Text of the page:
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Russia looks to the Middle East for new and returning defence markets

Russia’s United Aircraft Corporation (UAC) brought its marquee fighter, the Sukhoi Su-35 Flanker-E, to the 2017 Dubai Air Show as part of a broad effort to secure new markets for its big-ticket items in the Middle East and to regain entry to legacy markets which had bought Russian through the Cold War.

The Su-35 is drawing interest from the United Arab Emirates (UAE), which, according to Russia’s Deputy Prime Minister Dmitry Rogozin, is negotiating for an unspecified number of the fighter. Russia hopes to close a sale by the end of 2017 and, ideally, expand it to “several dozen” Flanker-Es.

However, UAC is also eager to generate interest for the Mikoyan MiG-35 Fulcrum-F, a twin-engine multi-role fighter equipped with the Zhuk-AE active electronically-scanned array (AESA) radar. UAC and MiG are pitching the MiG-35 for its competitive acquisition and life-cycle costs, which MiG claims are 20% and 30-40% lower, respectively, than competing Western fighters.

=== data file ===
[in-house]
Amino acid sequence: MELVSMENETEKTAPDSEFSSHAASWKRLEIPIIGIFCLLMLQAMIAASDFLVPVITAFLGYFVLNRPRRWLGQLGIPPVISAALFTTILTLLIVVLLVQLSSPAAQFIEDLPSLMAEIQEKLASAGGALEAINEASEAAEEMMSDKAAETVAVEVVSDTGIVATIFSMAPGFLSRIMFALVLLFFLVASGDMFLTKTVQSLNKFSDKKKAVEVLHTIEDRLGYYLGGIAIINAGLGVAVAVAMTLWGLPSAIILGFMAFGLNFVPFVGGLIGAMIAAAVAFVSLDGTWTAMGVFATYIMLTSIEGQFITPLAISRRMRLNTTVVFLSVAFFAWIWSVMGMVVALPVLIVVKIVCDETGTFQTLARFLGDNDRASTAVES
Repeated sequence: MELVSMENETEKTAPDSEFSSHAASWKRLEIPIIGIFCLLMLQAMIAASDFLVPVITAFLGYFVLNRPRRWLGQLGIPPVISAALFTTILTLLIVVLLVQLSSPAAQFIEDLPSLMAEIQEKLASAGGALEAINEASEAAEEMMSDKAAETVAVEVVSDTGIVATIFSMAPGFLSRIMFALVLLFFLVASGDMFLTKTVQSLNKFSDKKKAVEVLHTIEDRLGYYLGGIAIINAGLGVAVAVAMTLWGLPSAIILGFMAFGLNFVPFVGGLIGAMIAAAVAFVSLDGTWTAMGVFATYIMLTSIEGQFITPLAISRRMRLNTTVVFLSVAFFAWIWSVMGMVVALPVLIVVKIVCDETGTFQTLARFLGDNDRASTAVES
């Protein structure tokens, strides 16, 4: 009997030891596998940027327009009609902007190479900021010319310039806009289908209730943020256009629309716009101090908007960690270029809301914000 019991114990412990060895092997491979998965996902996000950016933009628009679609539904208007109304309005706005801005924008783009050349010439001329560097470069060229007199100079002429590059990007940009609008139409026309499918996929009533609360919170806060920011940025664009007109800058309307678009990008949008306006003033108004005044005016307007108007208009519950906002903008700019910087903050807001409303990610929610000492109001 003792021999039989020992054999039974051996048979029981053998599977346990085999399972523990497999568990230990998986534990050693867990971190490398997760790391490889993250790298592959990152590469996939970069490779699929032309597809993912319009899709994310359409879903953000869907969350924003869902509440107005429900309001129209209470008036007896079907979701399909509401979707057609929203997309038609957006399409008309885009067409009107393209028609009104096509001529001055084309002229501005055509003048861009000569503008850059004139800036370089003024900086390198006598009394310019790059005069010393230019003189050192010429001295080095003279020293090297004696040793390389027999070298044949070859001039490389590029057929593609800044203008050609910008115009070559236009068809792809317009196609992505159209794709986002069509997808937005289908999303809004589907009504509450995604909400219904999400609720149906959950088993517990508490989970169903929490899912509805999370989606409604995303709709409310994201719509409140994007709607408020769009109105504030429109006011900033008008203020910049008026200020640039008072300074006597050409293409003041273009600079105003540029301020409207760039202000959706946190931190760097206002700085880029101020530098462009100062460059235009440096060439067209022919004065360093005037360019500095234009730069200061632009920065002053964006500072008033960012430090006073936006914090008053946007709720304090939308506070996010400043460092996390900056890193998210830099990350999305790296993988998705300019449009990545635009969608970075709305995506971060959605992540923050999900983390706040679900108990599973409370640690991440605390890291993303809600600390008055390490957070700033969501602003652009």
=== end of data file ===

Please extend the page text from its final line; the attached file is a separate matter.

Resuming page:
With a focus on legacy MiG-29 users, especially in the developing world, the Russian Aircraft Corp. MiG’s Director General, Ilya Tarashenko said that talks are taking place with more than 30 countries. Bangladesh, India, Kazakhstan, Myanmar, Malaysia and Serbia are among the MiG’s prospective customers.

The Almaz-Antey S-400 long-range surface-to-air missile (SAM) system is making in-roads in the regional market as well, with Turkey signing on recently. Saudi Arabia has also begun negotiations for the S-400, with Bahrain also expressing interest in the system. For Russia, the S-400 seems to have become its entry-ticket to accessing markets that continue to lean heavily on American and Western European armaments.

In an interview with Aviation International News (AIN), the Director of the Russian Federal Service for Military-Technical Cooperation (FSVTS), Dmitri Shugayev outlined Moscow’s defence export objectives, citing the Dubai Air Show as a major event. The FSVTS defines Russia’s defence export policies.

Shugayev also spoke of Pakistan, with whom Russia had relaunched defence relations in 2015. The FSVTS head reiterated that the central focus of those ties was counterinsurgency and counter-terrorism oriented, but also suggested that there are no explicit limits to scope of armament sales to Pakistan.